Scheduling Vaccines

Due to variations in genetics and health, individuals may need to adapt the recommended CDC schedule in order to optimize results.

Contraindicated conditions

Before scheduling for vaccination, determine if you have any health conditions or situations that would contraindicate vaccinating.  The ACIP guidelines can be found here. Some other conditions to consider when making a vaccine decision include: current illness, being underweight or overweight, developmental delays,  autoimmune disease, seizures, allergies, asthma, MTHFR, PANS/PANDAS, previous vaccine reactions, or a family history of reactions.

Number of doses

Determine if you will be receiving multiple vaccines, or just one at a time.  Some vaccines can be broken up into separate doses, or multiple vaccines combined into a single shot.

Type of vaccine

Determine what type of vaccines your health professional offers.  Oral, Intramuscular, and Subcutaneous are all different methods of delivery.  Determine whether you would prefer a single-dose preparation, or a dose drawn from a multi-dose vial.


Many doctors recommend boosters to ensure sufficient antibodies are developed.  Before agreeing to a booster, consider whether you would like a titer drawn to determine whether a booster is necessary.  Some individuals produce sufficient antibodies without needing the recommended boosters, and in other cases even administering all the boosters does not produce sufficient antibodies in the individual.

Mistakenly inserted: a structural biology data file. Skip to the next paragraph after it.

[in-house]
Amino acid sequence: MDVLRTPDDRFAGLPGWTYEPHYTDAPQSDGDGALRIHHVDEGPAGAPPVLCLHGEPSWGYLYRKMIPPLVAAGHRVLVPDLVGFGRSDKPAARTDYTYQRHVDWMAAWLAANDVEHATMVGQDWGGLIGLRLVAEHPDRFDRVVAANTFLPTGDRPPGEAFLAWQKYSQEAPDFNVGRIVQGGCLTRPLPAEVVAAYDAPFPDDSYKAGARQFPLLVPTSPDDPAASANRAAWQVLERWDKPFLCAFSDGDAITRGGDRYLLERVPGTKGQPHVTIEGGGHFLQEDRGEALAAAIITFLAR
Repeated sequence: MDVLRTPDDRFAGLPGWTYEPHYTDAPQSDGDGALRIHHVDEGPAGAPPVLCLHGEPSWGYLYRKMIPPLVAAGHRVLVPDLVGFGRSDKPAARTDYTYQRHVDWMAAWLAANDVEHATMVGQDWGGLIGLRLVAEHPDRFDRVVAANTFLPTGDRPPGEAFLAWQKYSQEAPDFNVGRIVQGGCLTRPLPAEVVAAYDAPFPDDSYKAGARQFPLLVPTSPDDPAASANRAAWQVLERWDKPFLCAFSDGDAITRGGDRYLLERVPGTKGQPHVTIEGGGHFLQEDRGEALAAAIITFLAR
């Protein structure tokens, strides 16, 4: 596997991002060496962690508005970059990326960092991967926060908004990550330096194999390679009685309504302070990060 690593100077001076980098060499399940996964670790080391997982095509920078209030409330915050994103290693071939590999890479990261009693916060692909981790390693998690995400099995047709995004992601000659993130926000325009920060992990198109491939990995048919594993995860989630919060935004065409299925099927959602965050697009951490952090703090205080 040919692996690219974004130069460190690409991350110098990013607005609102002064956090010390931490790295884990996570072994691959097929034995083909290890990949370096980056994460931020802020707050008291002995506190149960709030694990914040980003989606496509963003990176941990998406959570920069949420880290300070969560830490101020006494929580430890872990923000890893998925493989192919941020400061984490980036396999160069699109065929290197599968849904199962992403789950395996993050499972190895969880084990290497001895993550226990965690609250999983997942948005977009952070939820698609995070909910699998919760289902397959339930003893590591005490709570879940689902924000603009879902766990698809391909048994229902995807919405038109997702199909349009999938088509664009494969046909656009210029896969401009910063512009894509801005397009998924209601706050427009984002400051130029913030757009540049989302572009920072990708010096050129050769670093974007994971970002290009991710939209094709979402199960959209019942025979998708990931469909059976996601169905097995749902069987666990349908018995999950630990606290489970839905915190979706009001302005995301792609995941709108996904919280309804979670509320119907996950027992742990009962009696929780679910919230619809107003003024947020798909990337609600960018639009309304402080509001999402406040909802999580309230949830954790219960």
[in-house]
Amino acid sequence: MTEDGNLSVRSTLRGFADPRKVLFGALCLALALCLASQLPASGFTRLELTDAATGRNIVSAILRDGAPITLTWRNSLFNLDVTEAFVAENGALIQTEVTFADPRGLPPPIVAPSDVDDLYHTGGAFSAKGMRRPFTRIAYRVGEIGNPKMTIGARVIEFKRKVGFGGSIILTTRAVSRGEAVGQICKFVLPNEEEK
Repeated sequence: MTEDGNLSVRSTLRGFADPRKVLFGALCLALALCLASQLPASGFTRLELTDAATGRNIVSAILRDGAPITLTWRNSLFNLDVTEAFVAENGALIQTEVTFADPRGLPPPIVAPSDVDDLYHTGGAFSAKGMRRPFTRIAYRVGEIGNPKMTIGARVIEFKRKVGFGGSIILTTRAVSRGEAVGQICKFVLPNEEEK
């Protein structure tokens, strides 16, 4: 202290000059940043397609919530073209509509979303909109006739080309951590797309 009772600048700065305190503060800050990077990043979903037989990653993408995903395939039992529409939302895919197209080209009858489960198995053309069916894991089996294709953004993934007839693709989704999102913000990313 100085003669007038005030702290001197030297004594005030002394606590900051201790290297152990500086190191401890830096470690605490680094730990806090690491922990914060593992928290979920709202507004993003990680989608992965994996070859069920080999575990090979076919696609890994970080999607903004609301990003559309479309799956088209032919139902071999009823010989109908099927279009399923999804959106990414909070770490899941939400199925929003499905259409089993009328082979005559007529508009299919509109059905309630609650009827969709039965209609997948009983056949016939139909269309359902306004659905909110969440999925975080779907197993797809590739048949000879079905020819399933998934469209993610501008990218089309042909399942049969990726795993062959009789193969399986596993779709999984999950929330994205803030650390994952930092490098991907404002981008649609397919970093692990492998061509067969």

Some doctors recommend preparing for vaccinations by being well-rested and eating immune-boosting foods, so that your immune system can be most effective in developing antibodies in response to the vaccine. They may also recommend a complete health physical before each vaccine, to ensure the immune system is not already being taxed by illness in order to optimize reaction to the vaccine.

Doctors may recommend a "detox" protocol following vaccination, to process and eliminate the elements in the vaccine serum.  If you are interested in researching a preparation or detox protocol, speak with your health care provider.  If they do not have a protocol to recommend, we suggest conducting your search on the platform "DuckDuckGo" in addition to "Google," as they use very different filters for vaccine queries.


Research if there is any risk of shedding for the particular vaccine you have received.  If shedding is possible, avoid schools, vulnerable individuals, and newborns.  You can read a comprehensive report of vaccine shedding compiled by NVIC here.